Acute lymphoblastic leukemia (ALL) is generally regarded as a clonal disease in which a single abnormal progenitor cell gives rise to neoplastic progeny. Five of 463 cases of childhood ALL with adequately banded leukemic cells were found to have two cytogenetically independent cell populations. In addition, two of the four cases tested had more than two rearranged immunoglobulin genes and (or) T cell receptor genes. To investigate the clonality of these unusual leukemias, we examined the neoplastic cells for X-linked markers extrinsic to the disease. Leukemic cells from each of the three patients heterozygous for an X-linked, restriction fragment length polymorphism showed a single active parental allele, suggesting that both apparently independent cell populations developed from a common progenitor. These cases provide evidence that leukemogenesis involves a multistep process of mutation and suggest that karyotypic abnormalities may be a late event of malignant transformation.
Mature B-cell lymphomas with both BCL2 and MYC translocations are known as “double hit” lymphomas. These lymphomas are aggressive and show high proliferation rate due to the growth advantages provided by MYC and BCL2 translocation and overexpression. Mantle cell lymphoma (MCL) is a neoplasm of mature B-lymphocytes with characteristic t(11;14) and subsequent Cyclin D1 overexpression. Secondary cytogenetic changes are frequent in MCL, but MYC translocation has only been rarely reported. In this study, we report four cases of MCL with MYC translocation or MYC gene amplification detected by conventional cytogenetics, fluorescence in situ hybridization and whole genome single nucleotide polymorphism (SNP) array, and determined the clinicopathologic features. Our study provides further evidence supporting the concept of “double hit” MCL with co-involvement of MYC gene rearrangement and/or amplification and CCND1 gene rearrangement.
Mantle cell lymphoma; double hit lymphoma; MYC; 8q24; translocation; amplification
The coexistence of CCND1/IGH and MYC rearrangements in mantle cell lymphoma (MCL) is a rare finding associated with a very poor prognosis. In this study, a patient with blastoid variant (MCL) is reported. The disease was clinically aggressive and refractory to chemotherapy, and the patient only survived for 1 month following diagnosis. Conventional cytogenetic study, FISH, and multicolor FISH (mFISH) demonstrated the involvement of the BCL1/CCND1 locus in a complex translocation, t(3;11)(q25;p15)t(11;14)(q13;q32). In addition, subclonal abnormalities in the 8q24 region, manifested as a t(8;14)(q24;q32)/MYC rearrangement, were identified. To the best of our knowledge, this is the first MCL case in Korea bearing these complex genomic aberrations.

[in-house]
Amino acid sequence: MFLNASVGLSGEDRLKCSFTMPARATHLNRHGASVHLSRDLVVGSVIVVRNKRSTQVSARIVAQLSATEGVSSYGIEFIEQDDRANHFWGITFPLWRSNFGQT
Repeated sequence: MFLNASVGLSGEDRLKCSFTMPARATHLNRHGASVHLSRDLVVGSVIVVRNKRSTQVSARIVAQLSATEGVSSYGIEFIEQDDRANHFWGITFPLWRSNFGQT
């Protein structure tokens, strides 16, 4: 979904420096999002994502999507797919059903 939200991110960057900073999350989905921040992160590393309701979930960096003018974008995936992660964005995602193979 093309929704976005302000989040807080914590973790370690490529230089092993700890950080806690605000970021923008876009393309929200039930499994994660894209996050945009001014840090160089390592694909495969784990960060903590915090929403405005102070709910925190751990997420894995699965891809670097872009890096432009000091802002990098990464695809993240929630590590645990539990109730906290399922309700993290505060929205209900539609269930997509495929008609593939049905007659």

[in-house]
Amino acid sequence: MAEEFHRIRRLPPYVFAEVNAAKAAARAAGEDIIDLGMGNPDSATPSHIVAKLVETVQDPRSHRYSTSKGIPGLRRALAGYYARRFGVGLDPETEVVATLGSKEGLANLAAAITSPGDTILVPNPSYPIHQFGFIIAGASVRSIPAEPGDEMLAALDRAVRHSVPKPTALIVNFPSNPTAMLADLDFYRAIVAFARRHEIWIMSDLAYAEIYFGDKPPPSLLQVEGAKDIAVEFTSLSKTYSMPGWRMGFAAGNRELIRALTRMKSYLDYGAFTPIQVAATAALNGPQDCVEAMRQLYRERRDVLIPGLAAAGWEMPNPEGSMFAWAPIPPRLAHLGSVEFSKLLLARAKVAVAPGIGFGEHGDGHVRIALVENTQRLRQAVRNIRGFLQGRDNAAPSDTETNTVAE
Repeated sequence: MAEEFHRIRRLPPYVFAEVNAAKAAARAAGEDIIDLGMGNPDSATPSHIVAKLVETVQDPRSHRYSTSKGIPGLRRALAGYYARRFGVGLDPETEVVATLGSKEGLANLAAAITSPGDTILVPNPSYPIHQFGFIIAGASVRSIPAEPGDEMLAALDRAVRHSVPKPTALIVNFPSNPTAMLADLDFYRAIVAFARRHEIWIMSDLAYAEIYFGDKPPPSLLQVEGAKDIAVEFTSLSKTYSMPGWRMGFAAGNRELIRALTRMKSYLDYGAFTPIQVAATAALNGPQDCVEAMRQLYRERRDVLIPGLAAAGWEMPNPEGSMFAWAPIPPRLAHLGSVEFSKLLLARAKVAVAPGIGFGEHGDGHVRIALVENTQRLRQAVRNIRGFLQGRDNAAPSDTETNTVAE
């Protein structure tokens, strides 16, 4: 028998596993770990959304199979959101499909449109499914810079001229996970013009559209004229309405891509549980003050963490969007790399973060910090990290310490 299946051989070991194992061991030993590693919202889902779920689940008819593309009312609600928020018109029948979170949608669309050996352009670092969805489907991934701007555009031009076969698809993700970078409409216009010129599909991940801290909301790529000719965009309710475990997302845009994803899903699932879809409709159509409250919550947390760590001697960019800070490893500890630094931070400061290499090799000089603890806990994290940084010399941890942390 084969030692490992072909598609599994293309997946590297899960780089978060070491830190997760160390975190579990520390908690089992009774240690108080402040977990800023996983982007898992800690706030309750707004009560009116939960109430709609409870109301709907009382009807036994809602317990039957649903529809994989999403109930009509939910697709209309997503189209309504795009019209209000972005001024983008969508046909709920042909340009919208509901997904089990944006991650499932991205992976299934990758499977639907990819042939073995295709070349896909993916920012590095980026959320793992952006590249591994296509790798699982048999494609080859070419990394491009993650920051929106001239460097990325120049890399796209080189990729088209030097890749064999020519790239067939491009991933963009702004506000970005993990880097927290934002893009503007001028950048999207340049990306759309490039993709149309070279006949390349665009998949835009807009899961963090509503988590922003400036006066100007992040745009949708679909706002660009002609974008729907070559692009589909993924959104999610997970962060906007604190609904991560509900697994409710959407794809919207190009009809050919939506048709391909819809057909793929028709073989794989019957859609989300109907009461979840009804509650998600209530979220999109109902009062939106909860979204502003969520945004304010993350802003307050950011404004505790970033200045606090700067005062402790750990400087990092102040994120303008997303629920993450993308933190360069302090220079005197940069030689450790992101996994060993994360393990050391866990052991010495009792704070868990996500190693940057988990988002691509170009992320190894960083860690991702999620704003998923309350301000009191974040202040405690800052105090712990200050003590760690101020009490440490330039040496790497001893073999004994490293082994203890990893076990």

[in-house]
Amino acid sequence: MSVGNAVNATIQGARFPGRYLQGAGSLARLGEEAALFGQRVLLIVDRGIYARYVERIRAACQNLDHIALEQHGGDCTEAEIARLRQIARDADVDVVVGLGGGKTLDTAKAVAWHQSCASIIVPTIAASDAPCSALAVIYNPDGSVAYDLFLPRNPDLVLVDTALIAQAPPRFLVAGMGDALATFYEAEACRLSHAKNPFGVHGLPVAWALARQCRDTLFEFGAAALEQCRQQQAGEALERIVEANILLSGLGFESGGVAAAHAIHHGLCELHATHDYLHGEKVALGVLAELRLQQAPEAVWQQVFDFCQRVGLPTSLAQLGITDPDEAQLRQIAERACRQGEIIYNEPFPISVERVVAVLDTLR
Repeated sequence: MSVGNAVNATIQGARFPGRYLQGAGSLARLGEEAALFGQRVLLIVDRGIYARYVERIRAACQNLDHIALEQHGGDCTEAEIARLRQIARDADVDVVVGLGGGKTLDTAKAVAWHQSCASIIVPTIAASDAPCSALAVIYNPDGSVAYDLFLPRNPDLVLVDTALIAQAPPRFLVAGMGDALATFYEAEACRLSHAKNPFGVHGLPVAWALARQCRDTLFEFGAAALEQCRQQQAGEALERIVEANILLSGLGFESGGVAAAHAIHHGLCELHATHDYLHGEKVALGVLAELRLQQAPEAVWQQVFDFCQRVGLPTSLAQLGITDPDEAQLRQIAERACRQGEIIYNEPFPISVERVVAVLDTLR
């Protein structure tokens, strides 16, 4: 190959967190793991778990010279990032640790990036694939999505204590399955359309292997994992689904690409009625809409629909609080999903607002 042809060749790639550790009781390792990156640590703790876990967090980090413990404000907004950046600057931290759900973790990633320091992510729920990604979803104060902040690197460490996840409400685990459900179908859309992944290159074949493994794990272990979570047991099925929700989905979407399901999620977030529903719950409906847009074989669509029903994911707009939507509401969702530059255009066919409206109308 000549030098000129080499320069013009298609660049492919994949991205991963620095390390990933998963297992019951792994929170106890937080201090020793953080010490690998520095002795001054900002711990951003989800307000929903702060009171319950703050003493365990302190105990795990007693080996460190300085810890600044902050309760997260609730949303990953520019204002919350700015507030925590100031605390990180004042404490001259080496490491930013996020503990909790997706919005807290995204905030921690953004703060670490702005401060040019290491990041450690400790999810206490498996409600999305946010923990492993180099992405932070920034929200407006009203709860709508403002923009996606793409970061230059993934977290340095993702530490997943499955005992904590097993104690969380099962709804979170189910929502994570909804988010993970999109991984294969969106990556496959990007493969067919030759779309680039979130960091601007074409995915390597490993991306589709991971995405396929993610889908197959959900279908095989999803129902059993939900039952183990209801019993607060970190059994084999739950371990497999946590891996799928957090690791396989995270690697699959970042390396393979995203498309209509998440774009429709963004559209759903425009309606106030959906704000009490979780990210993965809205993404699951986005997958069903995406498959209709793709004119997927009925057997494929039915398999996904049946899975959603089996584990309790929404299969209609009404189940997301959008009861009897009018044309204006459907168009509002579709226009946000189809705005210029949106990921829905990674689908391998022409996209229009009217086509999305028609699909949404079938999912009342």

Mantle cell lymphoma; CCND1; MYC
B-cell lymphomas with concurrent IGH-BCL2 and MYC rearrangements, also known as “double-hit” lymphomas (DHL), are rare neoplasms characterized by highly aggressive clinical behavior, complex karyotypes, and a spectrum of pathological features overlapping with Burkitt lymphoma (BL), diffuse large B-cell lymphoma (DLBCL) and B-lymphoblastic lymphoma/leukemia (B-LBL). The clinical and pathological spectrum of this rare entity, including comparison to other high-grade B-cell neoplasms, has not been well defined. We conducted a retrospective analysis of clinical and pathologic features of 20 cases of DHL seen at our institution during a 5-year period. In addition, we performed case-control comparisons of DHL with BL and International Prognostic Index (IPI)-matched DLBCL. The 11 men and 9 women had a median age of 63.5 years (range 32-91). Six patients had a history of grade 1-2 follicular lymphoma (FL); review of the prior biopsy specimens in 2 of 5 cases revealed blastoid morphology. Eighteen patients had Ann Arbor stage 3 or 4 disease and all had elevated serum lactate dehydrogenase (LDH) levels at presentation. Extranodal disease was present in 17/20 (85%), bone marrow involvement in 10/17 (59%) and central nervous system (CNS) disease in 5/11 (45%). Nineteen patients were treated with combination chemotherapy, of whom 18 received rituximab and 14 received CNS-directed therapy. Fourteen patients (70%) died within 8 months of diagnosis. Median overall survival in the DHL group (4.5 months) was inferior to both BL (p=0.002) and IPI-matched DLBCL (p=0.04) control patients. Twelve DHL cases (60%) were classified as B-cell lymphoma, unclassifiable, with features intermediate between DLBCL and BL, 7 cases (35%) as DLBCL, not otherwise specified, and 1 case as B-LBL. Distinguishing features from BL included expression of Bcl2 (p<0.0001), Mum1/IRF4 (p=0.006), Ki-67 <95% (p<0.0001), and absence of EBV-EBER (p=0.006). DHL commonly contained the t(8;22) rather than the t(8;14) seen in most BL controls (p=0.001), and exhibited a higher number of chromosomal aberrations (p=0.0009). DHL is a high-grade B-cell neoplasm with a poor prognosis, resistance to multi-agent chemotherapy, and clinical and pathological features distinct from other high-grade B-cell neoplasms. Familiarity with the morphologic and immunophenotypic spectrum of DHL is important in directing testing to detect concurrent IGH-BCL2 and MYC rearrangements when a karyotype is unavailable. The aggressive clinical behavior and combination of genetic abnormalities seen in these cases may warrant categorization as a separate entity in future classifications and call for novel therapeutic approaches.
MYC; BCL2; diffuse large B-cell lymphoma; Burkitt lymphoma; cytogenetics; high-grade B-cell lymphoma